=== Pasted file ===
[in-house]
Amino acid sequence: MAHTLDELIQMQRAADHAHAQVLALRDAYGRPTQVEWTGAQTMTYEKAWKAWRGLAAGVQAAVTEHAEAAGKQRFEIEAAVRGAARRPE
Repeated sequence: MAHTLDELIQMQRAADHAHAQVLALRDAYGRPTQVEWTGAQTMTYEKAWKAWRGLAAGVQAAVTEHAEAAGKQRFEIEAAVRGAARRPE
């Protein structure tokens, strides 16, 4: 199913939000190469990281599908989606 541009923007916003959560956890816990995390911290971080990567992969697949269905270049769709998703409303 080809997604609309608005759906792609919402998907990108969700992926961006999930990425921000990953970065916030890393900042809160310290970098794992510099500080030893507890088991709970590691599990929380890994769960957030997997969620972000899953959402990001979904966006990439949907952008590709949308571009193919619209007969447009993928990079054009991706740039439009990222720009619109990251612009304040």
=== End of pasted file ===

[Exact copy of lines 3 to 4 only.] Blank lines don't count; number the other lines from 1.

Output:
Repeated sequence: MAHTLDELIQMQRAADHAHAQVLALRDAYGRPTQVEWTGAQTMTYEKAWKAWRGLAAGVQAAVTEHAEAAGKQRFEIEAAVRGAARRPE
């Protein structure tokens, strides 16, 4: 199913939000190469990281599908989606 541009923007916003959560956890816990995390911290971080990567992969697949269905270049769709998703409303 080809997604609309608005759906792609919402998907990108969700992926961006999930990425921000990953970065916030890393900042809160310290970098794992510099500080030893507890088991709970590691599990929380890994769960957030997997969620972000899953959402990001979904966006990439949907952008590709949308571009193919619209007969447009993928990079054009991706740039439009990222720009619109990251612009304040």